Four years ago a  friend and I were walking the ten minutes across Cookham Common from the station to the Stanley Spencer Gallery by the Thames. My friend had just been diagnosed with motor neurone disease and was already having a problem with using one of his hands. This is a terrible  disease I knew something about. Bits of the body close down,starting with hands and feet. Another very good friend of mine from  work got it when only  fifty. Within a year she couldn’t talk, and within two ,she was dead. There is no cure.

So I asked my friend was he going to see the whole ghastly business  to the bitter end. With all the implication that would have not only for his quality of life but on his family and friends ,of which there were many. I asked was he contemplating going to the clinic in Zurich that specialised in assisted suicide.

No, that would not be necessary, he had the pills  ,he knew what to do and when the time came he would do it. As it happened maybe because he was in his seventies the disease moved slowly, but it moved.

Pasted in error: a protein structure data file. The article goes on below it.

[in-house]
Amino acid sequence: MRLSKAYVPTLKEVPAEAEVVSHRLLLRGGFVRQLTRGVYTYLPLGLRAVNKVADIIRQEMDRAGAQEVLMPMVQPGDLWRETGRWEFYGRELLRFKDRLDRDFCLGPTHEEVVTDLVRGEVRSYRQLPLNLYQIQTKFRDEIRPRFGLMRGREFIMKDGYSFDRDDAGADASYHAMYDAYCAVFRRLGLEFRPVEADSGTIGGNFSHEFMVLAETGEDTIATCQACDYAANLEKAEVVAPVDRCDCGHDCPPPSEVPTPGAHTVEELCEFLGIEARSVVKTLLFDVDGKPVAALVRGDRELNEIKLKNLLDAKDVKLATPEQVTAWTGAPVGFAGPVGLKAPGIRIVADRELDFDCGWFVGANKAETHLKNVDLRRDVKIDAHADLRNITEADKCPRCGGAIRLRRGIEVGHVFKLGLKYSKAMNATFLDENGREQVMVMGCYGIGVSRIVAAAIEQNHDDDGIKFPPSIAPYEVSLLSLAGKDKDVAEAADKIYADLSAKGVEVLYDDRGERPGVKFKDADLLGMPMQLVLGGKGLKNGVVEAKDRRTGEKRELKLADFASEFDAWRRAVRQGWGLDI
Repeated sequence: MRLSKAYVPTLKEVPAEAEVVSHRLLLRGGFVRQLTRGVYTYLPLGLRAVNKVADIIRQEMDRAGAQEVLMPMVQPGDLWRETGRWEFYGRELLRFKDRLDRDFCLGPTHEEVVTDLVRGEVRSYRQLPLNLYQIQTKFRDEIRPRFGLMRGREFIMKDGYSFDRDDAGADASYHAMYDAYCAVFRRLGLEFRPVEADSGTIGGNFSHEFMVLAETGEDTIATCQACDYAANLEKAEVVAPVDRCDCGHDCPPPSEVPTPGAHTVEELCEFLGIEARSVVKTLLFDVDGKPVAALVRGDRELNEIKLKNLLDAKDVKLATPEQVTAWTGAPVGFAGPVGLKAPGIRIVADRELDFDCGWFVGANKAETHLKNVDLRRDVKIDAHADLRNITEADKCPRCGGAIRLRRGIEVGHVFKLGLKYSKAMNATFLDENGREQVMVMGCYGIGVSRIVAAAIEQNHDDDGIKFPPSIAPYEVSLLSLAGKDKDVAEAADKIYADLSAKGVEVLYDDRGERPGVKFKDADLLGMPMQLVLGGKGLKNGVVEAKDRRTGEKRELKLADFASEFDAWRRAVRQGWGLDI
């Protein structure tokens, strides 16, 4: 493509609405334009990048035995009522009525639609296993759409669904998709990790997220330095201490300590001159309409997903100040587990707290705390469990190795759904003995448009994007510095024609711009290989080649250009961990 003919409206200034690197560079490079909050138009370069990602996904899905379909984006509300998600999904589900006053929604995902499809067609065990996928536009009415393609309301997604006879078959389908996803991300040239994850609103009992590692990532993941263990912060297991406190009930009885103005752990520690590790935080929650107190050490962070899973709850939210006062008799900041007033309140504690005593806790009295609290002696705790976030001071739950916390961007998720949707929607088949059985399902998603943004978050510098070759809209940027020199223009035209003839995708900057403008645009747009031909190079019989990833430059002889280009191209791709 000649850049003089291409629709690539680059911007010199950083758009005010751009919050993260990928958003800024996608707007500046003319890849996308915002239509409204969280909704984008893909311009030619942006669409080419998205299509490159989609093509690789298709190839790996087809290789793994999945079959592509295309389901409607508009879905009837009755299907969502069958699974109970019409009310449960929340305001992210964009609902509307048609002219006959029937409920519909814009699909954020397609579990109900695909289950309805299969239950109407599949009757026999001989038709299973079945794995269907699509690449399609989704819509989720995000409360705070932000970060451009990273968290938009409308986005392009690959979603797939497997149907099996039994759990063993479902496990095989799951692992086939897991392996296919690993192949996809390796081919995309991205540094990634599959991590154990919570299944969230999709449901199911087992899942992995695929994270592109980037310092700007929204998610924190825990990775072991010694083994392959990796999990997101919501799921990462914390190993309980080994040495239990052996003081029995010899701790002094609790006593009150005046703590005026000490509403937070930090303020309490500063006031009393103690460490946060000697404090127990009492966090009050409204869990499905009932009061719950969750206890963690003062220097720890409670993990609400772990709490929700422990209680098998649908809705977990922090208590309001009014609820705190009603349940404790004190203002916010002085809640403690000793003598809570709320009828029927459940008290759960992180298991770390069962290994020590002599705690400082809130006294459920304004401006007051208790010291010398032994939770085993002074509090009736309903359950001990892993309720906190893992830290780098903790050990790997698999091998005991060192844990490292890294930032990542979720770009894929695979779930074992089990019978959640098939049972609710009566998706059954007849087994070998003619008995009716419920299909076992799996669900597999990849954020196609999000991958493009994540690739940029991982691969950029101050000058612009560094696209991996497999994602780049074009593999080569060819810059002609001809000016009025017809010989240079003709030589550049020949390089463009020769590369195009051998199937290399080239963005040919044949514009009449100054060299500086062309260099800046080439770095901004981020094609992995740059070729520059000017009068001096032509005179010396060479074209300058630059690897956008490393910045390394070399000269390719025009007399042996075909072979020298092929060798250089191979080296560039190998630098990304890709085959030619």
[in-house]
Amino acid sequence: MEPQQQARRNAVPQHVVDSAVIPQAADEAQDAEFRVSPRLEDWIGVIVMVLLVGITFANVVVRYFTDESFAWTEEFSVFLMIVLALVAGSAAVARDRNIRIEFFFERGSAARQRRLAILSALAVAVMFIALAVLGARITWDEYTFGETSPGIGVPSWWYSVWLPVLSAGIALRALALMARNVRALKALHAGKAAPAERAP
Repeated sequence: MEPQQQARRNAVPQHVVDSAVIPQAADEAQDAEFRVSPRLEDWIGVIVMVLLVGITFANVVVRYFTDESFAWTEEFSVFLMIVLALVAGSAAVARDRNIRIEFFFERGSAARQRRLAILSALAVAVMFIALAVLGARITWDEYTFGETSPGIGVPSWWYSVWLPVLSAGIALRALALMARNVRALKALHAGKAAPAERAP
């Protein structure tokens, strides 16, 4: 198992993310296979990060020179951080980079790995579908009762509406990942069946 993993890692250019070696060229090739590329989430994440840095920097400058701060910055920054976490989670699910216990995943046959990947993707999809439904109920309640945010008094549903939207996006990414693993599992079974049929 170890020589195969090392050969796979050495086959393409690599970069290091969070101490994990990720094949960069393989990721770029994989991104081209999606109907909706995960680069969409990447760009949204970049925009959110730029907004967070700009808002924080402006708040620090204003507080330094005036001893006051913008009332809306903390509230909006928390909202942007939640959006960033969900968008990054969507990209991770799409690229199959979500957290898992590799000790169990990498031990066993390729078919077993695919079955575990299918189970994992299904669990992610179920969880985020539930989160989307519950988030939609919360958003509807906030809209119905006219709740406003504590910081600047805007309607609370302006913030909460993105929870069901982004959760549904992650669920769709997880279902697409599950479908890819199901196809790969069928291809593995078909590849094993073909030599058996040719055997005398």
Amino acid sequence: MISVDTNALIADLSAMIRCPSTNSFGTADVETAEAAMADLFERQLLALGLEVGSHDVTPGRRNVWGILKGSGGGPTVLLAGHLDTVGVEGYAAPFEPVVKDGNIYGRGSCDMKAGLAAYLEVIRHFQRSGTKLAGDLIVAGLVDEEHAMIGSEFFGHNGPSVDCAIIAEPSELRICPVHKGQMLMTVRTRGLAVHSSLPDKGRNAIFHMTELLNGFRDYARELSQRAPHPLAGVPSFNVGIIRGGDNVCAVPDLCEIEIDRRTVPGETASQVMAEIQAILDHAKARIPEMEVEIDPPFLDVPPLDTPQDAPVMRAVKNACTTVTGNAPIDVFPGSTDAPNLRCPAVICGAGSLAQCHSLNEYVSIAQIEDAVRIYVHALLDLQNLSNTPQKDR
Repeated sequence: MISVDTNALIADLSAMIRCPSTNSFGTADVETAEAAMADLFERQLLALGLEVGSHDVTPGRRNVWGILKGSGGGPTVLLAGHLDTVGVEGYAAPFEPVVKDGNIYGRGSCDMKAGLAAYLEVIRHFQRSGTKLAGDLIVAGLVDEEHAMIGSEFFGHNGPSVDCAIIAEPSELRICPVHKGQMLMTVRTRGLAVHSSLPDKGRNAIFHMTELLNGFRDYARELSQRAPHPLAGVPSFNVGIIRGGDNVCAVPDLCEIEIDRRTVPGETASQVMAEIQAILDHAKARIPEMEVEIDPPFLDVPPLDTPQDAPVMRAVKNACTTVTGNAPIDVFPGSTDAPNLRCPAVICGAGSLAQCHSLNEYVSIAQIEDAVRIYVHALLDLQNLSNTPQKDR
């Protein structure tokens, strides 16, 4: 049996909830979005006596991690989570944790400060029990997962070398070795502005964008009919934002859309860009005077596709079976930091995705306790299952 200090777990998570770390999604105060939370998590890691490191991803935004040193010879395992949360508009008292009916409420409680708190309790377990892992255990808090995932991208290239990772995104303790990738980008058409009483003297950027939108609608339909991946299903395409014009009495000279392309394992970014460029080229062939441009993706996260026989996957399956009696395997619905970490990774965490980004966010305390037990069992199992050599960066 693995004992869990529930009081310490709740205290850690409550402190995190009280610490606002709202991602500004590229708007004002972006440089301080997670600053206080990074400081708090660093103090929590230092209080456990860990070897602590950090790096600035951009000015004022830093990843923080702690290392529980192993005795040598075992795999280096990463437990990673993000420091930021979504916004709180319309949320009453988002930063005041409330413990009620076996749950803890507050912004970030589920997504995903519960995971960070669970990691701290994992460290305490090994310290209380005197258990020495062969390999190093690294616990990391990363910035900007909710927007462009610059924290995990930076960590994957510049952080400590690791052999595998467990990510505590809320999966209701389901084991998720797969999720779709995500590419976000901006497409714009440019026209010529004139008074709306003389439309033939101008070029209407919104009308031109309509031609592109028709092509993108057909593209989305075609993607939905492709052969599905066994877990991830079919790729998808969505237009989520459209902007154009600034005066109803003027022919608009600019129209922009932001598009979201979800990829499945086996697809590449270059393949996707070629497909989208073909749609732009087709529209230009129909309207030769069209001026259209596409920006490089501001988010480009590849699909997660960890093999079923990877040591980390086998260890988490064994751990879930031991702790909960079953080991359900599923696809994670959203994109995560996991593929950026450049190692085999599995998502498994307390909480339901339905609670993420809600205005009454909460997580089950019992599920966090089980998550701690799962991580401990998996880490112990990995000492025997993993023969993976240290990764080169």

He now spends his days on a  couch. He cannot move himself,he cannot eat or drink except through a straw and has to be fed like a baby. If he slips he has to be put up right. Such is his declining body temperature that he sits with a heater  next to him. A nurse is employed to turn  and change him at  night. Needless to say his family and friends are in a loving limbo. Make that dutiful. They know they are being tested. There is a point when the nobility of the sufferer is more than matched by the futility and 24/7 of the caring.

The other day they asked me to man sit. So I asked him. Why didn’t you. He said he felt that he would be letting all his family and friends down if he took a short cut. He also felt that he owed it to his consultant to see the whole drama through to its dusty end.

I also feel that suicide is usually committed by the depressed. He is an intelligent man who can still follow the news and read which  he still has the energy to do with his Kindle. But he sleeps more and more. And so his family nurse him and wait. As does he.

Stanley Spencer’s great fixation was the Resurrection, when Jesus will return and the dead will arise from their graves. The artist saw it happening in his home village of Cookham. But my friend does not believe in an after life,for him the couch is where it ends and as he admitted to me the other day  he has passed the point where he is capable of independent action.  It is also true as events in Paris show, yet again, that suicide is much easier if you believe in heaven.

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